A controversial topic, but one that needs to be taken very seriously if you are serious about the best nutrition for your pets. Why is Dr Joanne Reichertz saying raw food is bad for your pets? Read about her interesting research done over many years since the Raw Food Diet craze became so popular. According to Dr Reichertz, the bottom line is that our pets have evolved into domesticated animals who's metabolism have evolved over the years. Our modern day pets are not wild and even if they were, the meat that we have available for them, is processed and not suitable for their health.
Vet corner…By Dr. Joanne Reichertz DVM
BARF and other Homemade Diets Revisited
Because of the problems associated with processed commercial kibble food, many dog owners are now feeding a raw food diet. Most are based on Dr. Ian Billinghurst ‘s book written in 1993, 20 years ago.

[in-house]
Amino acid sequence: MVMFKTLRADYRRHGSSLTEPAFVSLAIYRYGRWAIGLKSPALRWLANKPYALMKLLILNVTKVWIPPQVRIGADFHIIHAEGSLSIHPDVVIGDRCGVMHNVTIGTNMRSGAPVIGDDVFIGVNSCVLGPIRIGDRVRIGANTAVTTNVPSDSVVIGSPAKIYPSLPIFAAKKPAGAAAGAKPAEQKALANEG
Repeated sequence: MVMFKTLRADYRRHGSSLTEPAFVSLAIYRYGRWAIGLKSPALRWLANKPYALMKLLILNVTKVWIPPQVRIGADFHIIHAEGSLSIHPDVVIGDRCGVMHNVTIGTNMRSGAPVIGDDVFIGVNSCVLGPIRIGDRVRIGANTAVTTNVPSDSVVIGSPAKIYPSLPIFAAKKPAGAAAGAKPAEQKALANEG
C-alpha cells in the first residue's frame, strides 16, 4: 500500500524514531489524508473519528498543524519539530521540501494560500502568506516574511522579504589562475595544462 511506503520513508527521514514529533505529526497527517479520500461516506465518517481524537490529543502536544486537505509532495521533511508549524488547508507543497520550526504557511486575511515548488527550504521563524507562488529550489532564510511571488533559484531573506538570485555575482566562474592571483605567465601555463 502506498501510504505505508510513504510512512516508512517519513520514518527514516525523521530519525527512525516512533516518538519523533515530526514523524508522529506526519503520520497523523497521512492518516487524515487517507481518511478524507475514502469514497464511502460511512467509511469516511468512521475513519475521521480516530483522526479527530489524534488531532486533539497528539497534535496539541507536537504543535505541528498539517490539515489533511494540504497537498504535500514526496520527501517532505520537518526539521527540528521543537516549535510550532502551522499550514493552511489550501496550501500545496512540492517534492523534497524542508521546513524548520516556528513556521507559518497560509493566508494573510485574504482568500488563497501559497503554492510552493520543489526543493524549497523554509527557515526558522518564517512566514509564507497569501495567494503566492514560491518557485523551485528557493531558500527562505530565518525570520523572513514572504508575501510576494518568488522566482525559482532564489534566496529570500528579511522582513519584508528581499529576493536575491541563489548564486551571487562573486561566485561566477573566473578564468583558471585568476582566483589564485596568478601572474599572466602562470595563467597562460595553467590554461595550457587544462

Raw food diets have been around long enough now that “we have been able to see the harm they are doing to many dogs”. This has been well documented. Ann Martin, who wrote the book
Food Pets Die For has a new book out, “Protect Your Pet : More Shocking Facts”. It has chapters on the “Dangers of Commercial Pet Foods and ” “Raw Meat Diet Controversy,” I urge all pet owners who are thinking of feeding their companion pets with a raw food diet to read the chapter “Raw Meat Diet Controversy” in Ann Martin’s new book.
Ann is joined by many canine nutritionists, including myself, who now urge dog owners to be VERY CAREFUL about feeding raw meat to their dogs. The meat that we can buy at the store (the same meat you and I buy and cook before eating) is NOT the same as the meat that a wild carnivore eats from a natural kill.